Valerie Pavilonis

Once I saw a cow die on the street in Bangalore.

Lying on its side, it craned its neck toward the sun.

Blood leaked out onto the asphalt,

the process of dying almost mechanical,

the emptying of batteries.

I watched, my eyes glued to the performance,

but I could not feel anything thump

in my chest;

it seemed there was only a stone.

What pained me was not the sight of death but the cow’s solitude,

how the cars and people bustled fast and close around the cow,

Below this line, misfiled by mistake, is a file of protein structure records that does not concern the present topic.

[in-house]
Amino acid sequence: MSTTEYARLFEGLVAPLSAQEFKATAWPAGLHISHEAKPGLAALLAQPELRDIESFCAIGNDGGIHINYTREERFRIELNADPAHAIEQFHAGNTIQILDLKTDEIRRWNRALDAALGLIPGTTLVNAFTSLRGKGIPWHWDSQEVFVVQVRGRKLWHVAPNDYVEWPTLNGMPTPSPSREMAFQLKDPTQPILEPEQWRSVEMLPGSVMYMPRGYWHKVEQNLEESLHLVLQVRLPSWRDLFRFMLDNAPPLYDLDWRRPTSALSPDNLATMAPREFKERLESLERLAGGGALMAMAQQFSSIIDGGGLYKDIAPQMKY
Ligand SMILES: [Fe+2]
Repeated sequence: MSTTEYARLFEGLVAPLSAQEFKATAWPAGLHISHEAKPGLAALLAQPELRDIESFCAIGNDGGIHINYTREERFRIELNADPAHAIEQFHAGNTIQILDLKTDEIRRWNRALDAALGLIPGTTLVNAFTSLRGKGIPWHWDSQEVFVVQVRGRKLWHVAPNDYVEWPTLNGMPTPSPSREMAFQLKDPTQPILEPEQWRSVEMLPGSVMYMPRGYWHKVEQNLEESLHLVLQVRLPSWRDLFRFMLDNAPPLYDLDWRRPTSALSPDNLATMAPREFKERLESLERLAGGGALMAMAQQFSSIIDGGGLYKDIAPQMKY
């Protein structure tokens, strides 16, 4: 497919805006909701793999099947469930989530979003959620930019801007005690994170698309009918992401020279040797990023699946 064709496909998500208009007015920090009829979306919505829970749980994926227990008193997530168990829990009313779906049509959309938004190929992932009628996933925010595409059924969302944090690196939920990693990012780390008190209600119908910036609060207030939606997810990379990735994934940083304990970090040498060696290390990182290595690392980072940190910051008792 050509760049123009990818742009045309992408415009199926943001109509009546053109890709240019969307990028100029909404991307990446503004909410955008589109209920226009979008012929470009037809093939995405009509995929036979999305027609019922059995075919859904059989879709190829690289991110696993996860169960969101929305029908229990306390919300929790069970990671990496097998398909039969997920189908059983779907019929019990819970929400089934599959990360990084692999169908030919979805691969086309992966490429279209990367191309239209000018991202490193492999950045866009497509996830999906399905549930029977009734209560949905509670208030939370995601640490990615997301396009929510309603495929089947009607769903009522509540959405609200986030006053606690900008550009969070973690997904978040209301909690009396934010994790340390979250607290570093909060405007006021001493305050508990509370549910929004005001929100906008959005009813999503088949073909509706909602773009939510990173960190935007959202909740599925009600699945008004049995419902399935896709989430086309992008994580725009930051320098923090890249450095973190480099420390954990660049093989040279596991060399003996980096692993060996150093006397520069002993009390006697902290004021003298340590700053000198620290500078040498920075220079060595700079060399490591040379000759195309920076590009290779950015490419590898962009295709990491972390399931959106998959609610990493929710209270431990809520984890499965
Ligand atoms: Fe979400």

leaving it utterly alone.

 

 

Once I woke up sweating in bed.

I was the cow thrashing on the street.

Garlands had been pressed into my ears and skin;

you could not tell my blood from the crushed red flowers;

I writhed on the ground, cold and unseen.

How strange it was to know the pain

of being a body alive and yet invisible.

 

Then I was a passenger in a yellow car,

and I watched myself decay, a stranger to my body,

a spectator to the mechanical process.

Under my eyelids, inside the noise, I saw a vision

of my father, filling in a sudoku puzzle at night,

my mother making a portrait of her mother in charcoal.

The world darkened, and my skin slid easily

off my body like a blanket.